Stock indexes early Monday were trading mixed, with the Dow edging above its record close, as investors searched for reasons to drive equities to all-time highs a week ahead of a key meeting of the rate-setting Federal Open Market Committee.
What are major indexes doing?
The Dow Jones Industrial Average
rose 46 points, or 0.1%, to 34,807, trading above its May 7 all-time closing high at 34,777.76.
The S&P 500 index
was trading flat at 4,229, just off its record closing high at 4,232.60, also put in on May 7.
The Nasdaq Composite Index
fell by about 10 points, or less than 0.1%, to reach 13,807, off 2.3% from its record high at 14,138.78, which was hit on April 26.
On Friday, stocks rose following a May jobs report that came in below expectations but showed a significant pickup in job creation from April. The Dow rose 0.7% for the week, while the S&P 500 gained 0.6% and the Nasdaq Composite advanced 0.5%.
What’s driving the market?
“There seems to be widespread relief from the soft payrolls numbers as the solid but underwhelming jobs recovery has created a goldilocks scenario for the U.S. economy where the Fed can afford to take its time before rushing in to turn off the stimulus taps,” said Raffi Boyadjian, senior investment analyst at XM, in a note.
At the same time, “it’s becoming increasingly difficult for investors to ignore the hints that tapering is moving closer to the horizon and the lingering uncertainty could keep stock markets in check until clearer signals emerge,” he said.
U.S. Treasury Secretary Janet Yellen said in an interview Sunday that it would be OK if President Joe Biden’s $4 trillion spending plans lift inflation and lead to higher rates.
“We’ve been fighting inflation that’s too low and interest rates that are too low now for a decade,” she told Bloomberg. “We want them to go back to” a normal environment, “and if this helps a little bit to alleviate things then that’s not a bad thing — that’s a good thing.”
The May consumer-price index is scheduled for release on Thursday morning. A jump in the April reading last month rattled investors last month.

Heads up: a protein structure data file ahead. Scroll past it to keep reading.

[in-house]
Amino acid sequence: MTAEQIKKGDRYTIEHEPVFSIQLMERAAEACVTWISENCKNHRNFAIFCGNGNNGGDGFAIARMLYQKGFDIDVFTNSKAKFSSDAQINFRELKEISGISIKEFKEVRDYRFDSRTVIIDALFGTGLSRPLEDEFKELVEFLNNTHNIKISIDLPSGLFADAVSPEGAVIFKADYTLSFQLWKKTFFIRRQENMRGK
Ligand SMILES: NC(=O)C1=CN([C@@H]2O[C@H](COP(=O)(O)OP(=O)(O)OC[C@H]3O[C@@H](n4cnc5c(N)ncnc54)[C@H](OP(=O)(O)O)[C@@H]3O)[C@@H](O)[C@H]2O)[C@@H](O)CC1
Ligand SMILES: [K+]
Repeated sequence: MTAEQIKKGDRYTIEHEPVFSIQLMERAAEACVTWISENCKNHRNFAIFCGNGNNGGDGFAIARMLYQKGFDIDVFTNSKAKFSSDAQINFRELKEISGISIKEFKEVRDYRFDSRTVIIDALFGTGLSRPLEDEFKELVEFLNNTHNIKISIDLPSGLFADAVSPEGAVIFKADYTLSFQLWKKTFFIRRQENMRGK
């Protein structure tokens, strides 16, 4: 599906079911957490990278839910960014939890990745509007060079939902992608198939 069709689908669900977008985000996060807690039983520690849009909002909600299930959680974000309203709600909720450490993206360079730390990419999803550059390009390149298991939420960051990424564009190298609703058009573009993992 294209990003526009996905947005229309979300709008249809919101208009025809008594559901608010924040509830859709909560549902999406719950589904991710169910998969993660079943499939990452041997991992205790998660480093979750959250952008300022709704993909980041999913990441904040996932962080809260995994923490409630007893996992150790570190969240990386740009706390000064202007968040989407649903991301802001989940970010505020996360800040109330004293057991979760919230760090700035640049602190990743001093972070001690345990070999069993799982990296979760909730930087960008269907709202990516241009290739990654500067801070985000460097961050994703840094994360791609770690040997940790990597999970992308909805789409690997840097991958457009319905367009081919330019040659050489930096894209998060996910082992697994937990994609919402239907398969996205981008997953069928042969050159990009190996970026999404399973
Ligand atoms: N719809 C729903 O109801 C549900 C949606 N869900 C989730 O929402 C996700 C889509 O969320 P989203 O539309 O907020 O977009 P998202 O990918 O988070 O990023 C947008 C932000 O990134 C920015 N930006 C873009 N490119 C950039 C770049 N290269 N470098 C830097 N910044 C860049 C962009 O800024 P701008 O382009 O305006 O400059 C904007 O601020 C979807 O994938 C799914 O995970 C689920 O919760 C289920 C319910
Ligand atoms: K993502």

The Group of Seven wealthy democracies agreed Saturday to support a global minimum corporate tax of at least 15%, a move designed to deter multinational companies from avoiding taxes by stashing profits in low-rate countries. The plan must overcome hurdles to implementation, however, including a divided U.S. Congress.
Biden and Sen. Shelley Moore Capito, R-W.Va., were set to meet again Monday in an attempt to reach a bipartisan agreement on infrastructure spending. Biden on Friday rejected an offer by Capito to add around $50 billion to Senate Republicans’ $928 billion plan. Biden, who last week cut the size of his infrastructure proposal to $1.7 trillion, told the lawmaker he wants at least $1 trillion in new spending over current levels versus $250 billion in the Republican plan, according to reports.
The economic calendar is light Monday, with April consumer-credit data due at 3 p.m. Eastern.
Which companies are in focus?
will pull the plug on its Model S Plaid Plus electric car, Chief Executive Elon Musk said Sunday, because the regular Plaid is “so good.” Tesla shares were down 1.3%.
A group of private-equity firms reached a deal to acquire Medline Industries Inc. that would value the medical-supply company at more than $30 billion, in one of the largest leveraged buyouts since the financial crisis. Medline said Saturday that Blackstone Group Inc.
Carlyle Group Inc.
and Hellman & Friedman LLC had reached a deal to take a majority stake in the company.
annual Worldwide Developers Conference, or WWDC, begins Monday as Apple awaits a ruling on a lawsuit brought by Epic Games, the maker of the popular “Fortnite” game. Shares of Apple were off 0.4%.
How are other assets faring?
- The yield on the 10-year U.S. Treasury note TMUBMUSD10Y was at 1.576%, compared with 1.559% on Friday at 3 p.m. Eastern Time.
- The ICE U.S. Dollar Index DXY, a measure of the currency against a basket of six major rivals, was down less than 0.1%.
Oil futures CL00 traded slightly lower, with West Texas Intermediate crude for July delivery
off 13 cents, or 0.2%, at $69.47 a barrel. Gold futures GC00 for August delivery
climbed by $18.70, or 1%, to $1,889.50 an ounce.
- In European equities trading, the pan-Continental Stoxx Europe 600 SXXP rose 0.2% Friday, extending a record climb after booking a weekly gain of 0.8%. London’s FTSE 100 UKX rose 0.4%, following a 0.7% weekly gain.
In Asia, the Shanghai Composite
added 0.2%, while the Hang Seng Index
slipped by 0.5%; Japan’s Nikkei 225